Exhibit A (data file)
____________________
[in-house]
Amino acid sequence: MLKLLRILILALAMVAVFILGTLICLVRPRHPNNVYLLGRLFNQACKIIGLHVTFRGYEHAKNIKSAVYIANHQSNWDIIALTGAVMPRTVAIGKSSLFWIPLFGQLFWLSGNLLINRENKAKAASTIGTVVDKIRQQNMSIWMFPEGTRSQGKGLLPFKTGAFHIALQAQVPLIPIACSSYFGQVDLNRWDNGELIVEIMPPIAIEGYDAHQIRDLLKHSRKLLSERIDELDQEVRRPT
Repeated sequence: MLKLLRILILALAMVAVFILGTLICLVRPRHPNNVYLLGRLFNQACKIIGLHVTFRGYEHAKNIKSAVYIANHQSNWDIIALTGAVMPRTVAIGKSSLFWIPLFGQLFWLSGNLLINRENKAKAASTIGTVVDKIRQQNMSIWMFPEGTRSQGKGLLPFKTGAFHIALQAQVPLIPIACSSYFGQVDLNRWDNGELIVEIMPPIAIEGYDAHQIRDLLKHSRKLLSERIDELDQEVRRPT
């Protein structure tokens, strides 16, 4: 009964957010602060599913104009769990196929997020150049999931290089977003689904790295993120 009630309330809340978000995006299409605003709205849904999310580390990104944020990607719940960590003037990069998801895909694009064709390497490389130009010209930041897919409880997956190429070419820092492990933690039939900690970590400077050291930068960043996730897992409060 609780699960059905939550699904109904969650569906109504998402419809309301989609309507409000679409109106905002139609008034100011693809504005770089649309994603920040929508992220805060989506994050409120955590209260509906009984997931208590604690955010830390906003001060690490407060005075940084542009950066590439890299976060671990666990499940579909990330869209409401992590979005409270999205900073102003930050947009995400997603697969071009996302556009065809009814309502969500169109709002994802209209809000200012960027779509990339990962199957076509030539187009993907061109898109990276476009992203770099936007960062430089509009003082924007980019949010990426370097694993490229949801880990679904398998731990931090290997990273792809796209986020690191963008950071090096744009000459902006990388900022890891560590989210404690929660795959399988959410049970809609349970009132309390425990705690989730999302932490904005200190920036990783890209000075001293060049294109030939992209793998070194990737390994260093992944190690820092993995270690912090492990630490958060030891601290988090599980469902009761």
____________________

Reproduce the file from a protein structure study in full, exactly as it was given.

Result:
[in-house]
Amino acid sequence: MLKLLRILILALAMVAVFILGTLICLVRPRHPNNVYLLGRLFNQACKIIGLHVTFRGYEHAKNIKSAVYIANHQSNWDIIALTGAVMPRTVAIGKSSLFWIPLFGQLFWLSGNLLINRENKAKAASTIGTVVDKIRQQNMSIWMFPEGTRSQGKGLLPFKTGAFHIALQAQVPLIPIACSSYFGQVDLNRWDNGELIVEIMPPIAIEGYDAHQIRDLLKHSRKLLSERIDELDQEVRRPT
Repeated sequence: MLKLLRILILALAMVAVFILGTLICLVRPRHPNNVYLLGRLFNQACKIIGLHVTFRGYEHAKNIKSAVYIANHQSNWDIIALTGAVMPRTVAIGKSSLFWIPLFGQLFWLSGNLLINRENKAKAASTIGTVVDKIRQQNMSIWMFPEGTRSQGKGLLPFKTGAFHIALQAQVPLIPIACSSYFGQVDLNRWDNGELIVEIMPPIAIEGYDAHQIRDLLKHSRKLLSERIDELDQEVRRPT
């Protein structure tokens, strides 16, 4: 009964957010602060599913104009769990196929997020150049999931290089977003689904790295993120 009630309330809340978000995006299409605003709205849904999310580390990104944020990607719940960590003037990069998801895909694009064709390497490389130009010209930041897919409880997956190429070419820092492990933690039939900690970590400077050291930068960043996730897992409060 609780699960059905939550699904109904969650569906109504998402419809309301989609309507409000679409109106905002139609008034100011693809504005770089649309994603920040929508992220805060989506994050409120955590209260509906009984997931208590604690955010830390906003001060690490407060005075940084542009950066590439890299976060671990666990499940579909990330869209409401992590979005409270999205900073102003930050947009995400997603697969071009996302556009065809009814309502969500169109709002994802209209809000200012960027779509990339990962199957076509030539187009993907061109898109990276476009992203770099936007960062430089509009003082924007980019949010990426370097694993490229949801880990679904398998731990931090290997990273792809796209986020690191963008950071090096744009000459902006990388900022890891560590989210404690929660795959399988959410049970809609349970009132309390425990705690989730999302932490904005200190920036990783890209000075001293060049294109030939992209793998070194990737390994260093992944190690820092993995270690912090492990630490958060030891601290988090599980469902009761």